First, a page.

With the shift from the SNES to the next generation consoles, Final Fantasy VII became the first project in the series to use 3D computer graphics. Developers initially considered overlaying 2D sprites on 3D backgrounds, but decided to forgo pixel art entirely in favor of polygonal models. Aside from the story, Final Fantasy VI had many details undecided when development began; most design elements were hashed out along the way. In contrast, with Final Fantasy VII, the developers knew from the outset it was going to be "a real 3D game", so from the earliest planning stage detailed designs were in existence. The script was also finalized, and the image for the graphics had been fleshed out. This meant that when actual development work began, storyboards for the game were already in place. The shift from cartridge ROM to CD-ROM posed some problems: according to lead programmer Ken Narita, the CD-ROM had a slower access speed, delaying some actions during the game, so the team needed to overcome this issue. Certain tricks were used to conceal load times, such as offering animations to keep players from getting bored. When it was decided to use 3D graphics, there was discussion among the staff whether to use sprite-based character models or 3D polygonal models. While sprites proved more popular with the staff, the polygon models were chosen as they could better express emotion. This decision was influenced by the team's exposure to the 3D character models used in Alone in the Dark. Sakaguchi decided to use deformed models for field navigation and real-time event scenes, for better expression of emotion, while realistically proportioned models would be used in battles. The team purchased Silicon Graphics Onyx supercomputers and related workstations, and accompanying software including Softimage 3D, PowerAnimator, and N-World for an estimated total of $21 million. Many team members had never seen the technology before.
The transition from 2D graphics to 3D environments overlaid on pre-rendered backgrounds was accompanied by a focus on a more realistic presentation. In previous entries, the sizes for characters and environments were fixed, and the player saw things from a scrolling perspective. This changed with Final Fantasy VII; environments shifted with camera angles, and character model sizes shifted depending on both their place in the environment and their distance from the camera, giving a sense of scale. The choice of this highly cinematic style of storytelling, contrasting directly with Square's previous games, was attributed to Kitase, who was a fan of films and had an interest in the parallels between film and video game narrative. Character movement during in-game events was done by the character designers in the planning group. While designers normally cooperate with a motion specialist for such animations, the designers taught themselves motion work, resulting in each character's movements differing depending on their creators—some designers liked exaggerated movements, while others went for subtlety. Much of the time was spent on each character's day-to-day, routine animations. Motion specialists were brought in for the game's battle animations. The first characters the team worked with were Cloud and Barret. Some of the real-time effects, such as an explosion near the opening, were hand-drawn rather than computer animated.
The main creative force behind the overall 3D presentation was Kazuyuki Hashimoto, the general supervisor for these sequences. Being experienced in the new technology the team had brought on board, he accepted the post at Square as the team aligned with his own creative spirit. One of the major events in development was when the real-time graphics were synchronized to computer-generated full motion video (FMV) cutscenes for some story sequences, notably an early sequence where a real-time model of Cloud jumps onto an FMV-rendered moving train. The backgrounds were created by overlaying two 2D graphic layers and changing the motion speed of each to simulate depth perception. While this was not a new technique, the increased power of the PlayStation enabled a more elaborate version of this effect. The biggest issue with the 3D graphics was the large memory storage gap between the development hardware and the console: while the early 3D tech demo had been developed on a machine with over 400 megabytes of total memory, the PlayStation only had two megabytes of system memory and 500 kilobytes for texture memory. The team needed to figure out how to shrink the amount of data while preserving the desired effects. This was aided with reluctant help from Sony, who had hoped to keep Square's direct involvement limited to a standard API package, but they eventually relented and allowed the team direct access to the hardware specifications.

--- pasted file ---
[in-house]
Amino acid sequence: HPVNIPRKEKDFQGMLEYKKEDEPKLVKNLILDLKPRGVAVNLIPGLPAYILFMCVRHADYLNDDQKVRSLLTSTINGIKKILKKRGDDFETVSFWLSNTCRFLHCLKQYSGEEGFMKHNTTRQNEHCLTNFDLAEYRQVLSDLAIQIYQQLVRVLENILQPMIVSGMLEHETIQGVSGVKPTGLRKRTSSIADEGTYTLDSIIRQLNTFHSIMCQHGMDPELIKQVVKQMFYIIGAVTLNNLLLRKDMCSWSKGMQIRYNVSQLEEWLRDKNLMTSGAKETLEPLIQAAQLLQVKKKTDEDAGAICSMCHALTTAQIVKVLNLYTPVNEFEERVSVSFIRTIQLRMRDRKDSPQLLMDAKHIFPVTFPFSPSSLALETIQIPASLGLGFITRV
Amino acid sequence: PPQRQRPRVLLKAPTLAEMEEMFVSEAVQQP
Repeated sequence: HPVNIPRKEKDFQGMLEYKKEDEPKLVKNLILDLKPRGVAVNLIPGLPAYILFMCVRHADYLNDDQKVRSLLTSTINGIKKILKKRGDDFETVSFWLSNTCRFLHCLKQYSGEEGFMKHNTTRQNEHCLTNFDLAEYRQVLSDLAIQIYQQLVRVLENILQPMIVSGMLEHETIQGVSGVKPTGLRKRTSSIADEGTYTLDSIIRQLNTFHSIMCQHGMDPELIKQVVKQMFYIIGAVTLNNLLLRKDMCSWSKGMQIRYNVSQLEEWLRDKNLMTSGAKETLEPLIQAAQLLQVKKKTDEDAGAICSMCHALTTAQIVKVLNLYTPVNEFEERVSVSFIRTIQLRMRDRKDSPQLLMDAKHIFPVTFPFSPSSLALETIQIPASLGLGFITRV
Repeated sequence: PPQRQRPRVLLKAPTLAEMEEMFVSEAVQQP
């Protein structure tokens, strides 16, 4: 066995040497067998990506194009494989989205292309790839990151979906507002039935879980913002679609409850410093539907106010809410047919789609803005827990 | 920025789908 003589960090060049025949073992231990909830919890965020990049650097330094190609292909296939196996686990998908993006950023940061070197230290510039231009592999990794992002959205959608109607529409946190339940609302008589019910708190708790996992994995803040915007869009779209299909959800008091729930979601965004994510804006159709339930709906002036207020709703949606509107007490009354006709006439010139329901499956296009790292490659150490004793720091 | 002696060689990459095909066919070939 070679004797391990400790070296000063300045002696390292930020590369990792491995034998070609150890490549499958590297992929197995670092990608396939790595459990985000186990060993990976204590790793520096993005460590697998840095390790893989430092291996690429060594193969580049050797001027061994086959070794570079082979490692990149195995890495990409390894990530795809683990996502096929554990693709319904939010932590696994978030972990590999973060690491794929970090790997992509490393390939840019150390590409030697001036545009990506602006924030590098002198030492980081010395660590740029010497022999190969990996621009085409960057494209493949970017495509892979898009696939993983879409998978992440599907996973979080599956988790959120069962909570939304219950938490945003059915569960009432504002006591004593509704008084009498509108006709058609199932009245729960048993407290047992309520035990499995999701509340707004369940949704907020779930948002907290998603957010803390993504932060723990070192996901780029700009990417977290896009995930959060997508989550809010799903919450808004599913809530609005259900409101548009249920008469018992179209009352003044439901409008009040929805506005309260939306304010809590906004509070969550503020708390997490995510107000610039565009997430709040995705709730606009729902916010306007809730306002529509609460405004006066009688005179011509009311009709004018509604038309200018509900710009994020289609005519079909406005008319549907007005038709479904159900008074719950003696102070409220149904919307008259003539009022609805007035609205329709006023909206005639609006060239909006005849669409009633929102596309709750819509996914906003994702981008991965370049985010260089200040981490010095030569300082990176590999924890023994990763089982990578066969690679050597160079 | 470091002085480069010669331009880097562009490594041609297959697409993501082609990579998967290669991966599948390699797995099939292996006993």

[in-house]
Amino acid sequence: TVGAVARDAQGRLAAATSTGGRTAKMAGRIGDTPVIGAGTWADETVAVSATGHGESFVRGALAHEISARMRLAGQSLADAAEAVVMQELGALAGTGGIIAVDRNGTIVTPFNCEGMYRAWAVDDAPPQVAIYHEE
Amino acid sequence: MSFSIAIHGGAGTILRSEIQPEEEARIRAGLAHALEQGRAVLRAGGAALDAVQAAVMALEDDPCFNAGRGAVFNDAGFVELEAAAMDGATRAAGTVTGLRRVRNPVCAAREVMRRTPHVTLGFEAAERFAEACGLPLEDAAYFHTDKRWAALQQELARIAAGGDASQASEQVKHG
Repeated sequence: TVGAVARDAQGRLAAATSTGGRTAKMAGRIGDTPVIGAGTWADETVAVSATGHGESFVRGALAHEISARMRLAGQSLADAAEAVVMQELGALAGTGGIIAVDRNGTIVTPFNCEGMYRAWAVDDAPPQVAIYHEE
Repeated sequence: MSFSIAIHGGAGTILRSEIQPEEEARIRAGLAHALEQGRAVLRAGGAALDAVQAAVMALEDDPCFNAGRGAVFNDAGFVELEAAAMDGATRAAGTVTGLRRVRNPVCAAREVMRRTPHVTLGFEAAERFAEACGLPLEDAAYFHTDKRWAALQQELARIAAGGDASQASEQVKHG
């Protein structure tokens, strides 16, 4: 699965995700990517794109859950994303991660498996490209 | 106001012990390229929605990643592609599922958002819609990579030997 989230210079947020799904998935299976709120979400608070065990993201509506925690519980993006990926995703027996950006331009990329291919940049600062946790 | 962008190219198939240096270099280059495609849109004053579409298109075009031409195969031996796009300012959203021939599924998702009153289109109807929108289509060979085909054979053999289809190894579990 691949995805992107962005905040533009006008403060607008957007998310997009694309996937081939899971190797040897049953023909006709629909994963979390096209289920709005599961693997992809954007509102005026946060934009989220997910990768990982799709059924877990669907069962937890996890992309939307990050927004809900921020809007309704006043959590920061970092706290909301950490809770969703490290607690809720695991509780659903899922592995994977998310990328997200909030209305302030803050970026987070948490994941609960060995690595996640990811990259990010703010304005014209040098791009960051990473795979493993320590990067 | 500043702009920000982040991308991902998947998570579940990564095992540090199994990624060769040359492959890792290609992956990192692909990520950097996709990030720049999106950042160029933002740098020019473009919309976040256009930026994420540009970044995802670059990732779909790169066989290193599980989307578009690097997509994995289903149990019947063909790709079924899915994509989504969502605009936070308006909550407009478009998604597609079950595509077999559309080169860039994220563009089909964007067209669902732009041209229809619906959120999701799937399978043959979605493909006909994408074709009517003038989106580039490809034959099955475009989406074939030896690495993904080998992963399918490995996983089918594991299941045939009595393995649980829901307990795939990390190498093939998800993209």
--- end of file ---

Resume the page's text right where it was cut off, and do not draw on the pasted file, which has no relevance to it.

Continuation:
Final Fantasy VII features two types of cutscenes: real-time cutscenes featuring polygon models on pre-rendered backgrounds, and FMV cutscenes. The game's computer-generated imagery (CGI) FMVs were produced by Visual Works, a then-new subsidiary of Square that specialized in computer graphics and FMVs creation. Visual Works had created the initial movie concept for a 3D game project. The FMVs were created by an international team, covering both Japan and North America and involving talent from the gaming and film industry; Western contributors included artists and staff who had worked on the Star Wars film series, Jurassic Park, Terminator 2: Judgment Day, and True Lies. The team tried to create additional optional CGI content which would bring optional characters Vincent and Yuffie into the ending. As this would have further increased the number of discs the game needed, the idea was discarded. Kazuyuki Ikumori, a future key figure at Visual Works, helped with the creation of the CGI cutscenes, in addition to general background design. The CGI FMV sequences total around 40 minutes of footage, something only possible with the PlayStation's extra memory space and graphical power. This innovation brought with it the added difficulty of ensuring that the inferiority of the in-game graphics in comparison to the FMV sequences was not too obvious. Kitase has described the process of making the in-game environments as detailed as possible to be "a daunting task".